Frontline health care professionals eligible for COVID-19 vaccines have been turning them down with surprising frequency, the Los Angeles Times reports. In Los Angeles County, estimates of vaccine refusal range from 20 to 40 percent; in Riverside rates have reached 50 percent.
According to one study by the Kaiser Family Foundation, 29 percent of health care workers identified as “vaccine hesitant.” Just 27 percent of the general public identifies as such.
The reasons provided by health care workers–a group that researchers who spoke to the Times said they expected to be more trusting and enthusiastic about the vaccine rather than less–are varied. Many have expressed concern about possible side effects, which are thought to be extremely rare, or noted that they have other circumstances for which the vaccine was not specifically tested, such as being pregnant.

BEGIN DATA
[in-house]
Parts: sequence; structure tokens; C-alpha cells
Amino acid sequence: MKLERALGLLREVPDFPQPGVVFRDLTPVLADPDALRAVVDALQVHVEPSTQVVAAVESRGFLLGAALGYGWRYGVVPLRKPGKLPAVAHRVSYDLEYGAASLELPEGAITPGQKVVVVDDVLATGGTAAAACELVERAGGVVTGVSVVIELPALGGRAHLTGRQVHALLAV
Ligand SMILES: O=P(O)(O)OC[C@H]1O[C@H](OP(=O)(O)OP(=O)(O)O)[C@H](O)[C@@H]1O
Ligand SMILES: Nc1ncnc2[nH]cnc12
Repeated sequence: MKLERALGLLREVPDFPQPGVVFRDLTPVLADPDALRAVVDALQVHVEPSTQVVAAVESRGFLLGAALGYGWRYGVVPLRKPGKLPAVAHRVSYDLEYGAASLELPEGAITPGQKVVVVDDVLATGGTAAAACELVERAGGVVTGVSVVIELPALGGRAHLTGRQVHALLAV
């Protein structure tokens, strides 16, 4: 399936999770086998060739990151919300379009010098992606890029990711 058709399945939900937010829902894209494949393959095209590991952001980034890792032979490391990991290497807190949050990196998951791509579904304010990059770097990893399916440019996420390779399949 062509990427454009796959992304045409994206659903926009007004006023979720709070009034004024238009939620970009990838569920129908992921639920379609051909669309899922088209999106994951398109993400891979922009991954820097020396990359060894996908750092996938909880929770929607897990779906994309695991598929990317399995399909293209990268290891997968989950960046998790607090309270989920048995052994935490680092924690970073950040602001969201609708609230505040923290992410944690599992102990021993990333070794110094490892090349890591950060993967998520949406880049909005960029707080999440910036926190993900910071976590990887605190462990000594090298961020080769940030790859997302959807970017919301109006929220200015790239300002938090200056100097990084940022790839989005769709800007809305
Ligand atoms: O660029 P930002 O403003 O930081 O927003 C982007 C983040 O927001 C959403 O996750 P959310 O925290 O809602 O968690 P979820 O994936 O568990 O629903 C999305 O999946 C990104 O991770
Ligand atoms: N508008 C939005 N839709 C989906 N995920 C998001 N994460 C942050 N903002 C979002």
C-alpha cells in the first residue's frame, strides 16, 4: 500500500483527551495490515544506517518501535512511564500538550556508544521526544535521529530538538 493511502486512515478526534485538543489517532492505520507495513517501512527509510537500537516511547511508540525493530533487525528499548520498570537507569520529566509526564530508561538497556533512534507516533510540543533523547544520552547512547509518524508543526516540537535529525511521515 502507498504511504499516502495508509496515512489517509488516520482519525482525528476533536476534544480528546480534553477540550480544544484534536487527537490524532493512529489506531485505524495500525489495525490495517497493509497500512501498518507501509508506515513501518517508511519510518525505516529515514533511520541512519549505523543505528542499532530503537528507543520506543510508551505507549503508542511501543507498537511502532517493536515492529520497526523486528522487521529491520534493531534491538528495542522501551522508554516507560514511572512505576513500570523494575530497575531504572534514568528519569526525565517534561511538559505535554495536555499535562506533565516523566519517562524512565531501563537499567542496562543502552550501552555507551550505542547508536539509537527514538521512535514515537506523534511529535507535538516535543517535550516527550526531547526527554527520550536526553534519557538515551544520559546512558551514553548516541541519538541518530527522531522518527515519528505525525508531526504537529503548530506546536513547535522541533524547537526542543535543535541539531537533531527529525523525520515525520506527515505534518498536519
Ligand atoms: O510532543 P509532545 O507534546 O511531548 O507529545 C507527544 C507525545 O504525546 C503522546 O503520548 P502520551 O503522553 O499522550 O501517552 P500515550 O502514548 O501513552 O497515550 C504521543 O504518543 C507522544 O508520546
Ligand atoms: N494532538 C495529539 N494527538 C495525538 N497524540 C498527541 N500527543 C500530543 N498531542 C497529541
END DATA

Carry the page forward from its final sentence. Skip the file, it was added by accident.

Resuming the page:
There have also been numerous reports of Black and Latino populations expressing high rates of skepticism of the vaccine, linked to a widespread legacy of inadequate–at times abusive–treatment by the health care system. Around 40 percent of American health care workers are people of color, the Kaiser Family Foundation found earlier this year.
Some health care workers have expressed that they are troubled by the speed with which the vaccines were rushed to distribution, or express the same type of anti-vaccine rhetoric that has spread around the general public, particularly online.
“I feel like the perception of the public with health care workers is incorrect. They might think we’re all informed of all of this. They might think that because we work in this environment,” Nicholas Ruiz, an office assistant at a hospital in Salinas told the Times. “But I know there’s a lot of people that have the same mentality as the public where they’re still afraid of getting it.”